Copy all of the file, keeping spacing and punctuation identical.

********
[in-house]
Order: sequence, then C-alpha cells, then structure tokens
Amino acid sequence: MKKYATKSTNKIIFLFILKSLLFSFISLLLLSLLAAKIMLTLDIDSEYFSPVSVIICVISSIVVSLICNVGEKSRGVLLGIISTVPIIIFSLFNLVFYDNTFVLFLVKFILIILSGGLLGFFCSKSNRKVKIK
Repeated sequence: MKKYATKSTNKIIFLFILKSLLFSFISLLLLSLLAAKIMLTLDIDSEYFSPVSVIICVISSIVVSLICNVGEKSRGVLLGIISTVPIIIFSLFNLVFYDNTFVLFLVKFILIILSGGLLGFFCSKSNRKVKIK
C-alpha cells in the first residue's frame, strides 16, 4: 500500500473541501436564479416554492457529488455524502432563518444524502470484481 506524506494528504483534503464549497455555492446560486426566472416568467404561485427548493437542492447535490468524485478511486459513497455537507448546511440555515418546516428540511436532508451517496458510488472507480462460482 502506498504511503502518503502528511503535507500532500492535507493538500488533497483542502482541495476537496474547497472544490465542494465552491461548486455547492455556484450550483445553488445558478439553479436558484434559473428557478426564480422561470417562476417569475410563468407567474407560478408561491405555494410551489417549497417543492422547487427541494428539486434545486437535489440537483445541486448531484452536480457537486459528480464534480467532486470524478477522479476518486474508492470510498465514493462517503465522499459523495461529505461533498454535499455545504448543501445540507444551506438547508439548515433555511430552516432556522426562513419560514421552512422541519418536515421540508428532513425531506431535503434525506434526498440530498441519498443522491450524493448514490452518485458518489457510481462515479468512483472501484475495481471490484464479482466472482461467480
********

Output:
[in-house]
Order: sequence, then C-alpha cells, then structure tokens
Amino acid sequence: MKKYATKSTNKIIFLFILKSLLFSFISLLLLSLLAAKIMLTLDIDSEYFSPVSVIICVISSIVVSLICNVGEKSRGVLLGIISTVPIIIFSLFNLVFYDNTFVLFLVKFILIILSGGLLGFFCSKSNRKVKIK
Repeated sequence: MKKYATKSTNKIIFLFILKSLLFSFISLLLLSLLAAKIMLTLDIDSEYFSPVSVIICVISSIVVSLICNVGEKSRGVLLGIISTVPIIIFSLFNLVFYDNTFVLFLVKFILIILSGGLLGFFCSKSNRKVKIK
C-alpha cells in the first residue's frame, strides 16, 4: 500500500473541501436564479416554492457529488455524502432563518444524502470484481 506524506494528504483534503464549497455555492446560486426566472416568467404561485427548493437542492447535490468524485478511486459513497455537507448546511440555515418546516428540511436532508451517496458510488472507480462460482 502506498504511503502518503502528511503535507500532500492535507493538500488533497483542502482541495476537496474547497472544490465542494465552491461548486455547492455556484450550483445553488445558478439553479436558484434559473428557478426564480422561470417562476417569475410563468407567474407560478408561491405555494410551489417549497417543492422547487427541494428539486434545486437535489440537483445541486448531484452536480457537486459528480464534480467532486470524478477522479476518486474508492470510498465514493462517503465522499459523495461529505461533498454535499455545504448543501445540507444551506438547508439548515433555511430552516432556522426562513419560514421552512422541519418536515421540508428532513425531506431535503434525506434526498440530498441519498443522491450524493448514490452518485458518489457510481462515479468512483472501484475495481471490484464479482466472482461467480